Mycologist Paul Stamets on How Mushrooms Can Help Save the World  
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As Earth faces the perilous prospect of continuously rising temperatures, scientists and government leaders are stressing the importance of conserving our planet’s precious biodiversity.

Thus, many studies are being conducted to find effective ways to maintain sustainability. But what many may not realize is that we are surrounded by plants that may provide a promising solution: mushrooms.

Please join us today as Paul Stamets presents his findings on the remarkable vegetative part of fungi, mycelium. With six books on mushroom cultivation to his credit, Mr. Stamets is a best-selling author and leading expert in the field of mycology and holds a number of patents. 

Paul Stamets has been awarded prizes such as the 1998 Bioneers Award from The Collective Heritage Institute, and the 1999 Founder of a New Northwest Award from the Pacific Rim Association of Resource Conservation and Development Councils.

His passion for nature has led him to find many surprising applications of the mycelium, such as protection against smallpox disease.

But most of all, he is a tireless advocate for this little-known component of fungi, which holds possible keys to our survival as a species.

Paul was also named as one of the Utne Reader’s "50 Visionaries Who Are Changing Your World" in the November–December 2008.(http://www.utne.com/2008-11-13/50-Visionaries-Who-Are-Changing-Your-World.aspx)

So what is mycelium, and why is it so special? Let’s find out from renowned mycologist Paul Stamets.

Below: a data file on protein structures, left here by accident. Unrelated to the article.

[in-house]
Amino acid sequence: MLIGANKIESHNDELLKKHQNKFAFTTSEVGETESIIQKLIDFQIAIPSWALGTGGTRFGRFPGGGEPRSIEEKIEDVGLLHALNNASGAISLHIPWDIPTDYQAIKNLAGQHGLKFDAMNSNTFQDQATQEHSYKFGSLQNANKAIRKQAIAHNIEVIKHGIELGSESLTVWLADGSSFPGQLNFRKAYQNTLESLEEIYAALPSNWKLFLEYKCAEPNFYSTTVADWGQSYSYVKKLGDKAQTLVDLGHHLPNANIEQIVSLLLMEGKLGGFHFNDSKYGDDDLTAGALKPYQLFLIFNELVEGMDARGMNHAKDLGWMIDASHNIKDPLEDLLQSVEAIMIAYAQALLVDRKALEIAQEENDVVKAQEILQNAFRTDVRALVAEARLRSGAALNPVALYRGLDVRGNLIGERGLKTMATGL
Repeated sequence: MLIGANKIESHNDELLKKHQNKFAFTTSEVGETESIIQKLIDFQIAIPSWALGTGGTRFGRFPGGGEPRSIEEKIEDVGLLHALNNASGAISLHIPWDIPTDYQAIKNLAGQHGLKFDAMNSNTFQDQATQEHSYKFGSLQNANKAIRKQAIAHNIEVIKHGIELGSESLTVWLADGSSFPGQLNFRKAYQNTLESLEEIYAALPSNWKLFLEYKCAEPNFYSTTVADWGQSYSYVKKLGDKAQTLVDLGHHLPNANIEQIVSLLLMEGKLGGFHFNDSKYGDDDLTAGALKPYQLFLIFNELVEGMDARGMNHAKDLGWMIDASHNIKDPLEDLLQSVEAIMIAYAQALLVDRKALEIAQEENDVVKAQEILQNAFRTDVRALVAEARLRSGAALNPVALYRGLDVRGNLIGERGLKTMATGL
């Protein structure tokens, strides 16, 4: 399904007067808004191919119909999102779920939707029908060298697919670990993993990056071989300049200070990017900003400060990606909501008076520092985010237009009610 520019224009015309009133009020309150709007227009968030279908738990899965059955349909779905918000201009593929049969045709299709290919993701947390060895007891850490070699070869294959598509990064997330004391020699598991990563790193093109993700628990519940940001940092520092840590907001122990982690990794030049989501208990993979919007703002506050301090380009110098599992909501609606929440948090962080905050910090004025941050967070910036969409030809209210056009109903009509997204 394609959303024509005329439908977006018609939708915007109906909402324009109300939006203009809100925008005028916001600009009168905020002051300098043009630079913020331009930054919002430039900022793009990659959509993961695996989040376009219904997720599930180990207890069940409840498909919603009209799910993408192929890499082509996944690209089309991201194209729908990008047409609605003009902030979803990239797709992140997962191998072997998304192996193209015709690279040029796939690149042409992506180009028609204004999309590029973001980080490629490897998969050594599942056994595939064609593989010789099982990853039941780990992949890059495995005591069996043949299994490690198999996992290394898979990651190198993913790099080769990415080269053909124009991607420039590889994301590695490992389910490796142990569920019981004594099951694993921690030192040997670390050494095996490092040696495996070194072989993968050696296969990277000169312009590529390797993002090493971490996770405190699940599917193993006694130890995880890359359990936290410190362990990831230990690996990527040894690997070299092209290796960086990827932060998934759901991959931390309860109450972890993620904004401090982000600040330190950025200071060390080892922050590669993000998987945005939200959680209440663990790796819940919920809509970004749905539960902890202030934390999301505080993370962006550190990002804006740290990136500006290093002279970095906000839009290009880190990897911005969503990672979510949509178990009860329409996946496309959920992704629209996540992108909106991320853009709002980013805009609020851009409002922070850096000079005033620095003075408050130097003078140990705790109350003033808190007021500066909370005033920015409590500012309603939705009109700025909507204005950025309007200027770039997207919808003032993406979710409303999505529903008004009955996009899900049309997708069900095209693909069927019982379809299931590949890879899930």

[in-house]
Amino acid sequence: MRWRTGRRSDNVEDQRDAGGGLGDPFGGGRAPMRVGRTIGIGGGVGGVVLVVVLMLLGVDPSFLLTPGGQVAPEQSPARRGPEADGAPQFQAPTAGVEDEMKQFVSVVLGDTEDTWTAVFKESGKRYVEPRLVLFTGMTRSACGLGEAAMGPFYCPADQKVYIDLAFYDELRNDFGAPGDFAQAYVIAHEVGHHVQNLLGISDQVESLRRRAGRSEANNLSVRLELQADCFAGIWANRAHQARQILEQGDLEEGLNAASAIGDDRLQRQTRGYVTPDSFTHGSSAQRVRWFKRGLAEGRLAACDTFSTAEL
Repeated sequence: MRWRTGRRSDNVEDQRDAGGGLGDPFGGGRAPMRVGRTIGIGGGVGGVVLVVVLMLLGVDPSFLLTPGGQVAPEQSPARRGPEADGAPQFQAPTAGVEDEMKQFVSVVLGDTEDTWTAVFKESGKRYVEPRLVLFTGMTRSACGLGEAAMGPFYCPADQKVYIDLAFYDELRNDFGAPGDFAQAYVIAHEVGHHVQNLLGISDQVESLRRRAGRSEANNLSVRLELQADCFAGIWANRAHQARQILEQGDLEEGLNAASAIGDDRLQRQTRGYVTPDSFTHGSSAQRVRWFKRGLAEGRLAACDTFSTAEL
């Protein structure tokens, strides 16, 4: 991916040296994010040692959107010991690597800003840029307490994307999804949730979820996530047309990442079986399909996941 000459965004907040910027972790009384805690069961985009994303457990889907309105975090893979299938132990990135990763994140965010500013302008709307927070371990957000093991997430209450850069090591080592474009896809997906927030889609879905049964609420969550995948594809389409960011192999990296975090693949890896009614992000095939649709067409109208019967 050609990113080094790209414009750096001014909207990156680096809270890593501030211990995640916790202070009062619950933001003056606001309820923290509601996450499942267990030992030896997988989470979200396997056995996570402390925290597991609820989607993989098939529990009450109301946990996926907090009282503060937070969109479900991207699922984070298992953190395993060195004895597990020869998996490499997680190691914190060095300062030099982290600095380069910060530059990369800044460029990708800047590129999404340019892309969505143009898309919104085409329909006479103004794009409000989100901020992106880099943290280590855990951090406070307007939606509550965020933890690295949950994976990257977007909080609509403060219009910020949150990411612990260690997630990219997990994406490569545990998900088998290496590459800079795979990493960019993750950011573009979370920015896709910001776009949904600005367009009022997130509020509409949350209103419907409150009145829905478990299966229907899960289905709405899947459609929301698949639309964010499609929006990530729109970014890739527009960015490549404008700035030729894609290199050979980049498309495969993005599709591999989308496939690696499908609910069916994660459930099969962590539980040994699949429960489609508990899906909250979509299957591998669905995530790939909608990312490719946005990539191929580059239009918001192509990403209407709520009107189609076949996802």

Paul Stamets:
Mycelium is the fine, fibrous network that is virtually in all land masses on Earth. And anyone’s seen mycelium; you can go outside right now and find a log on the ground and tip it upside down and you'll see this white, fuzzy, cobwebby growth. That's the mycelium.

The mycelium creates soil and typically fungi are classically decomposers, they are the grand molecular dissemblers in nature. They break down wood and animal and other materials and they create soil in the process.

The health of our soil is crucial to life on this planet.

Paul Stamets:
Life on this planet depends upon soil and soil quality and as the soil increases in its carrying capacity, it increases biodiversity potential.
And we are here now because we are an evolutionary success. We are here because of trillions upon trillions of experiments over hundreds of millions of years that have been successful through natural selection.

So we should rejoice because we are an evolutionary success. For how long we'll be an evolutionary success is the big current question. And the rule of nature is when any organism exceeds the carrying capacity of its ecosystem, then that organism then is put into extinction or on the path to extinction through diseases.

And so, as our ecosystems collapse because of pollution, overpopulation, desertification, deforestation, this harms the very basis of the soil ecology that gives us life.